We begin by defining the optimization problem. Our objective is to maximize or minimize the sum of objective terms by selecting optimal feasible levels of the independent variables. The set of process limits or constraints define the feasible region. For example, upper and lower limits on the independent variables are constraints on the problems. Additionally, there are dependent variables that aid in defining the objective terms and/or constraints. These dependent variables are functions …show more content…
Generate optimal parameter and bound sensitivities to identify areas of model improvement
J.D. Terry, Ken Tyner, Bill Docter, John Righi
In sensitivity analysis, we determine the optimal sensitivity to parameter changes. These parameters may include prices, process limits, variable bounds, and other problem constants. While shadow values directly quantify the total objective incentive to constraint changes; this invention also analyzes incremental improvements in each objective term and other process variables.
In both linear and nonlinear optimization analyses, skilled users may perform sensitivity analysis for individual parameters (see Fiacco 1976; Ganesh and Biegler 1987). This invention improves this by expanding the practice to the systematic sensitivity of all process limits. Furthermore, this invention obtains an advantage by leveraging clever side-by-side layouts to improve individual sensitivity analyses using cross comparisons for more well-rounded analyses.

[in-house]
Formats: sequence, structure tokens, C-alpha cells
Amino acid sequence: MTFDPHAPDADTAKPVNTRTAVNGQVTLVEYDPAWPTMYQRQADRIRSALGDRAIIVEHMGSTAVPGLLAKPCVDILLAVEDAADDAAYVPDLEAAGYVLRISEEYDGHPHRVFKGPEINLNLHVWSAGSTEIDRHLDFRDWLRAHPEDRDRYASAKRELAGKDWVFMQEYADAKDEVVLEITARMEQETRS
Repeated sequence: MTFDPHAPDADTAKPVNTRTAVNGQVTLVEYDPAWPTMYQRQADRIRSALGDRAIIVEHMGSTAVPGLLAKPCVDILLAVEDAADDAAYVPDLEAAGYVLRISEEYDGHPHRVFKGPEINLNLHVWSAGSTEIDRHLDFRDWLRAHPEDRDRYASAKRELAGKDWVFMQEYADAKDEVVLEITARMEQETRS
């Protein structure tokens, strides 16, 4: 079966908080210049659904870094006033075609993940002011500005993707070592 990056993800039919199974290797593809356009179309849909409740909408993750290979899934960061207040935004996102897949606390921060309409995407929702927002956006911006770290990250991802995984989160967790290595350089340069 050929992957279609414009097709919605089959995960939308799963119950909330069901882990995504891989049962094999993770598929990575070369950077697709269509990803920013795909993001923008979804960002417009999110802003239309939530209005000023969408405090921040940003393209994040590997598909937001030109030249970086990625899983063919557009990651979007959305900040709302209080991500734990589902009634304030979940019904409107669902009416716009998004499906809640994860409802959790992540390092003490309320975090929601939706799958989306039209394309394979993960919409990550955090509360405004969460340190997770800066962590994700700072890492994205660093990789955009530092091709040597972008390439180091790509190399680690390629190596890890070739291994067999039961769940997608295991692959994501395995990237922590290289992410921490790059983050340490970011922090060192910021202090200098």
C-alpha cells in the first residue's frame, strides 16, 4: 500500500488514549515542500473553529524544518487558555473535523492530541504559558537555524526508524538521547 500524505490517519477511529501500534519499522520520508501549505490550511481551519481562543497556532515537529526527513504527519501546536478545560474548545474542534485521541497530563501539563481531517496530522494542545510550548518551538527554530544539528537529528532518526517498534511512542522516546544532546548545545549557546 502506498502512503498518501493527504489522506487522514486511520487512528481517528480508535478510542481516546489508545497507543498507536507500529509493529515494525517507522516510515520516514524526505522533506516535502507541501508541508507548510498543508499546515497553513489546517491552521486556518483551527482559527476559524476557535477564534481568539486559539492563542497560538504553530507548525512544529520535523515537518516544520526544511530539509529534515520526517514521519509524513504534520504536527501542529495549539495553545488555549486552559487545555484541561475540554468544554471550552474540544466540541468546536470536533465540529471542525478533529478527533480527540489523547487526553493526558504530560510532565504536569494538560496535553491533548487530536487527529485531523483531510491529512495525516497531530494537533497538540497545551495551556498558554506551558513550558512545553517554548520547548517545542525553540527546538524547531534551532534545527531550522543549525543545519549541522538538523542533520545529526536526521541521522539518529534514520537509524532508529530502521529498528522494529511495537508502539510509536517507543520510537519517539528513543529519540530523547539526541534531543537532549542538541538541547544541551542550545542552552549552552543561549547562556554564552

By understanding how problem constants affect the final solution, the user is better equipped to improve the model and the system. These improvements become an intuitive consequence of this module. Moreover, these improvements and the cross comparisons of numerous potential improvements, cause additional insights into the system to be apparent to the